Doctors using ketamine for treatment of depression

It is used for tranquilizing animals in a veterinarian's office. On the streets, it can be highly addictive and even lethal in high doses. Now, the drug ketamine is being used to treat depression.

"You can see colors, shapes, some people apparently hear sounds," said Steven Carlo. "It gives your brain a time to relax - almost reset itself."

Carlo is entering what is known as a ketamine state in a doctor's office under the supervision of medical professionals. After decades of dealing with depression, he says this has changed his life for the better.

"Being depressed quite honestly, it sucks," he said. "It sucks the life out of you and there is not much you can do."

Every few weeks, he comes in for a ketamine infusion.

Ketamine is a Food and Drug Administration-approved drug used in veterinarian offices and on a military battlefield. But it is also known on the streets as "Special K" - a drug abused by late night partiers looking to get high.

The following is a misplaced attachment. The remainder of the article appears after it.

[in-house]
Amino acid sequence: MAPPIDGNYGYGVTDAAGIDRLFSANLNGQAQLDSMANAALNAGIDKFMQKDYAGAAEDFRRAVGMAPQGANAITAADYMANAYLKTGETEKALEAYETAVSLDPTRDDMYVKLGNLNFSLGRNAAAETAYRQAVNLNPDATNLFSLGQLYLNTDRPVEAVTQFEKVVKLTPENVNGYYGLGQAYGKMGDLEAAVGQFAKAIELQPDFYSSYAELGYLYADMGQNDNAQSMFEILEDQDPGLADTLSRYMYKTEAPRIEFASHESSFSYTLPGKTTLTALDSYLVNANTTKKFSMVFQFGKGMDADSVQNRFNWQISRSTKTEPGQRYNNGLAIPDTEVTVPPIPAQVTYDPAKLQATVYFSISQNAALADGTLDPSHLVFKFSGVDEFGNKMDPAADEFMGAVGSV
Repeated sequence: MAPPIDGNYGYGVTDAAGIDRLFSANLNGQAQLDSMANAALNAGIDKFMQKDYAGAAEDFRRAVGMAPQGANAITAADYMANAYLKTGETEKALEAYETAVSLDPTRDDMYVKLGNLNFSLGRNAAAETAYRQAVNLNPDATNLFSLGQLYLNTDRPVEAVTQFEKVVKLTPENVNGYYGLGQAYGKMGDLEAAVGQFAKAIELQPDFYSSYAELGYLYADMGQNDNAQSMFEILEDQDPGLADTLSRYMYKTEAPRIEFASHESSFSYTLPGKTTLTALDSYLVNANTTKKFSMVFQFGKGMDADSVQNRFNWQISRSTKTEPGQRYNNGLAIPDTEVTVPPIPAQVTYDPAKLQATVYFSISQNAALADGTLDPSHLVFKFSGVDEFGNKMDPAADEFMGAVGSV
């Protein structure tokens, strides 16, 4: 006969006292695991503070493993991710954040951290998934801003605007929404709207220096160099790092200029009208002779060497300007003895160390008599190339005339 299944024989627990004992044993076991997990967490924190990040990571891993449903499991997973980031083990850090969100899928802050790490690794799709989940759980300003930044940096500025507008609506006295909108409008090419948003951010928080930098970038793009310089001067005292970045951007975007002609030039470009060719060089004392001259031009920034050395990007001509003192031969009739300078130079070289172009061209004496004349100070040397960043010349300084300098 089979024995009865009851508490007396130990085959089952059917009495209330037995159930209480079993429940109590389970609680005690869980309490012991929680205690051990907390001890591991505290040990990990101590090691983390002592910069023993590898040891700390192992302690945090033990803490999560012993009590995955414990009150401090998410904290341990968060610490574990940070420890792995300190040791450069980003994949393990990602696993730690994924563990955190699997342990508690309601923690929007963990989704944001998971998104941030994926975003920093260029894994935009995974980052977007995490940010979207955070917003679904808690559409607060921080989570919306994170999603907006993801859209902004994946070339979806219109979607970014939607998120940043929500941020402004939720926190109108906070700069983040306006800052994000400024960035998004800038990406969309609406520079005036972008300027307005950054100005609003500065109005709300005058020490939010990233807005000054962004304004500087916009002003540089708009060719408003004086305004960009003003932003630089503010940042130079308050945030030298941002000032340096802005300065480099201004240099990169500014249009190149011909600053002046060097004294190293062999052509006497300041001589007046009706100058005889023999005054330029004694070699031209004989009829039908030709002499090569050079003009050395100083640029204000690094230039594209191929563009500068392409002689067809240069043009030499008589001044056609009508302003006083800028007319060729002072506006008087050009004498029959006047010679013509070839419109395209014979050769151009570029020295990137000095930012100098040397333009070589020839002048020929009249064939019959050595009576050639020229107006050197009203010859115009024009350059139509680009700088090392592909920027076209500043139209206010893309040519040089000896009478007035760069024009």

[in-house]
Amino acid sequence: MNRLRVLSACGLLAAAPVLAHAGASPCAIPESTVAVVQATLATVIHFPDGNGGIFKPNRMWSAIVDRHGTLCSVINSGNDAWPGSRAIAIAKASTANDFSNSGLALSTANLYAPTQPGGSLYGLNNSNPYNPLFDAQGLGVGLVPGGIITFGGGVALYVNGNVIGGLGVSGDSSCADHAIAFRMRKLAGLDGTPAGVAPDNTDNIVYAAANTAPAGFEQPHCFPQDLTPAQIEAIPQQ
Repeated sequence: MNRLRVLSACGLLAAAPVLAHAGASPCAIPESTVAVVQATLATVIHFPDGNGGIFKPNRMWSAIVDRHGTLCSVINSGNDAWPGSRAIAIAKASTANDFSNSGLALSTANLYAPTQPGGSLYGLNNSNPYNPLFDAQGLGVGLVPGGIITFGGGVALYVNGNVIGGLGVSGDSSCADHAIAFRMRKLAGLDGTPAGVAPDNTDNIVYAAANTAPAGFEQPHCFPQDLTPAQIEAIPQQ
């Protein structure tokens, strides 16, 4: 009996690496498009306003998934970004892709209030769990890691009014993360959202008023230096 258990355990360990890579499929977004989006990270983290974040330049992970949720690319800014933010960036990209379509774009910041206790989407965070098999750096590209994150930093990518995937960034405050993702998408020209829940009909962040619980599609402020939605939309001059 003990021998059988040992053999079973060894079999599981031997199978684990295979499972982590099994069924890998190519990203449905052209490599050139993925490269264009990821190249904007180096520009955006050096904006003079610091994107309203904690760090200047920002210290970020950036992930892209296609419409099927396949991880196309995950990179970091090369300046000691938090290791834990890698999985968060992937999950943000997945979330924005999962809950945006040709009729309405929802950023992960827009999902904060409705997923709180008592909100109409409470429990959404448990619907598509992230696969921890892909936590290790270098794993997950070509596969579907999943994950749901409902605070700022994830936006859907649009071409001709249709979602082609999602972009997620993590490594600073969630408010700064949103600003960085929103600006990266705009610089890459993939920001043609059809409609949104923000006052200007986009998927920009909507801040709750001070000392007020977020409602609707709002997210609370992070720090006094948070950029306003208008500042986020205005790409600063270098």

Dr. Patricia Frischtak, a psychiatrist with Actify Neurotherapies, says many patients ask her if the drug being used is the same as "Special K."

"Yes, but not really," Frischtak said. "You have to use dosages that are at least 100 times higher than what we use to treat depression."

During the 40-minute infusion, patients say they do enter a euphoric-like state. However, they also say it is 48 hours later when the real mood-lifting effects of ketamine kick in.

"It's incredible as a physician to see how quickly it works as opposed to medications that take four to six weeks to kick in if they do work at all," said Dr. Frischtak.

"Certainly after my first infusion, I found myself smiling naturally," said Carlo. "I found myself humming, which is not something I normally do. But I felt that much more in touch with myself and my family around me."

Carlo is one of 2,000 other patients locally who say these treatments work. However, not many other psychiatrists and doctors are on board right now.

Actify Neurotherapies is only one of 10 offices in the country that offer the ketamine infusion procedure.

"We believe it is just a matter of time to have ketamine approved by the FDA for use in depression treatment and suicidality," said Dr. Frischtak. "Those are the main areas that ketamine really works with and we have a lot of evidence-based research backing this up."